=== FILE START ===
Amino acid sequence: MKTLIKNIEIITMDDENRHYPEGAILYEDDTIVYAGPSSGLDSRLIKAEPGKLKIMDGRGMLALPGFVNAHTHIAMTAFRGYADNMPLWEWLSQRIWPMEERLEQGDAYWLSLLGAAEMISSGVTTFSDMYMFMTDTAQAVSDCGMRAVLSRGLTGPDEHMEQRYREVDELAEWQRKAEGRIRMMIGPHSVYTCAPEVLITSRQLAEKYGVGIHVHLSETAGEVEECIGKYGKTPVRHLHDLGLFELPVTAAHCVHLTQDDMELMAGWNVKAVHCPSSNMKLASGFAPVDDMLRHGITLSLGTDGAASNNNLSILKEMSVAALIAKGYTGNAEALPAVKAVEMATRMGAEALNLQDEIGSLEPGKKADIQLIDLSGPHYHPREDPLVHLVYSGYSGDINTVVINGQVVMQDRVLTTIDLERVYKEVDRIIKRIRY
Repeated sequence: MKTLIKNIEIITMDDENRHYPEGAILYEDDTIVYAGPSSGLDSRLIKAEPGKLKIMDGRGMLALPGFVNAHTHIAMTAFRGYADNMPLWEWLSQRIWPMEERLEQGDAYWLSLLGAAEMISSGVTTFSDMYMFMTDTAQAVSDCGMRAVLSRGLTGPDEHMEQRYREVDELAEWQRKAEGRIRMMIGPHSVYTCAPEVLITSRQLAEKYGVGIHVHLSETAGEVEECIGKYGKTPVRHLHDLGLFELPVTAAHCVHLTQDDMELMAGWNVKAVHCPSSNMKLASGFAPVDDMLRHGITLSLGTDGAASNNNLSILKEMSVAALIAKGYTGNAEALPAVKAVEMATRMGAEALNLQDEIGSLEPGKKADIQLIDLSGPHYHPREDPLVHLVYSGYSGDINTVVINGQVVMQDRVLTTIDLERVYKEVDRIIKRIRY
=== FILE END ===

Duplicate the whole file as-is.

Amino acid sequence: MKTLIKNIEIITMDDENRHYPEGAILYEDDTIVYAGPSSGLDSRLIKAEPGKLKIMDGRGMLALPGFVNAHTHIAMTAFRGYADNMPLWEWLSQRIWPMEERLEQGDAYWLSLLGAAEMISSGVTTFSDMYMFMTDTAQAVSDCGMRAVLSRGLTGPDEHMEQRYREVDELAEWQRKAEGRIRMMIGPHSVYTCAPEVLITSRQLAEKYGVGIHVHLSETAGEVEECIGKYGKTPVRHLHDLGLFELPVTAAHCVHLTQDDMELMAGWNVKAVHCPSSNMKLASGFAPVDDMLRHGITLSLGTDGAASNNNLSILKEMSVAALIAKGYTGNAEALPAVKAVEMATRMGAEALNLQDEIGSLEPGKKADIQLIDLSGPHYHPREDPLVHLVYSGYSGDINTVVINGQVVMQDRVLTTIDLERVYKEVDRIIKRIRY
Repeated sequence: MKTLIKNIEIITMDDENRHYPEGAILYEDDTIVYAGPSSGLDSRLIKAEPGKLKIMDGRGMLALPGFVNAHTHIAMTAFRGYADNMPLWEWLSQRIWPMEERLEQGDAYWLSLLGAAEMISSGVTTFSDMYMFMTDTAQAVSDCGMRAVLSRGLTGPDEHMEQRYREVDELAEWQRKAEGRIRMMIGPHSVYTCAPEVLITSRQLAEKYGVGIHVHLSETAGEVEECIGKYGKTPVRHLHDLGLFELPVTAAHCVHLTQDDMELMAGWNVKAVHCPSSNMKLASGFAPVDDMLRHGITLSLGTDGAASNNNLSILKEMSVAALIAKGYTGNAEALPAVKAVEMATRMGAEALNLQDEIGSLEPGKKADIQLIDLSGPHYHPREDPLVHLVYSGYSGDINTVVINGQVVMQDRVLTTIDLERVYKEVDRIIKRIRY